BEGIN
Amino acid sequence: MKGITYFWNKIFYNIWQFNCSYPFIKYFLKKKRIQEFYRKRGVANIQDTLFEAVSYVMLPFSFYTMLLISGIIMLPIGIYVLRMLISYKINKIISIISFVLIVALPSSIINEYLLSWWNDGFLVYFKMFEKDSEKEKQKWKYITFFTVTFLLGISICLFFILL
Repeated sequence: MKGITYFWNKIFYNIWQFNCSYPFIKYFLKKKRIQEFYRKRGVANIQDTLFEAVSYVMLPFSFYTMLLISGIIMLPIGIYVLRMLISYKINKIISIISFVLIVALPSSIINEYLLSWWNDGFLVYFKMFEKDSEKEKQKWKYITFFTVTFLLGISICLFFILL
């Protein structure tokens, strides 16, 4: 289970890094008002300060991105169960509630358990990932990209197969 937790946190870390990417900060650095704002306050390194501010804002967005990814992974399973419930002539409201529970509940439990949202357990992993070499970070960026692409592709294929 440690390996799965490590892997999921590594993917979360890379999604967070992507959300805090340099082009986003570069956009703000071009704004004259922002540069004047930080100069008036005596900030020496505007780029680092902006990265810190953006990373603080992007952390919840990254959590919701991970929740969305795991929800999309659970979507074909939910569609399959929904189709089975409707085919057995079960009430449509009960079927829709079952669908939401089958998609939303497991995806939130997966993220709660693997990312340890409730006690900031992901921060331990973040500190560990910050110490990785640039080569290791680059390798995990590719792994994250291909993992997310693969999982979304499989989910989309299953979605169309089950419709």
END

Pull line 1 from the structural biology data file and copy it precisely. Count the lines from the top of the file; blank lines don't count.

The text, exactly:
Amino acid sequence: MKGITYFWNKIFYNIWQFNCSYPFIKYFLKKKRIQEFYRKRGVANIQDTLFEAVSYVMLPFSFYTMLLISGIIMLPIGIYVLRMLISYKINKIISIISFVLIVALPSSIINEYLLSWWNDGFLVYFKMFEKDSEKEKQKWKYITFFTVTFLLGISICLFFILL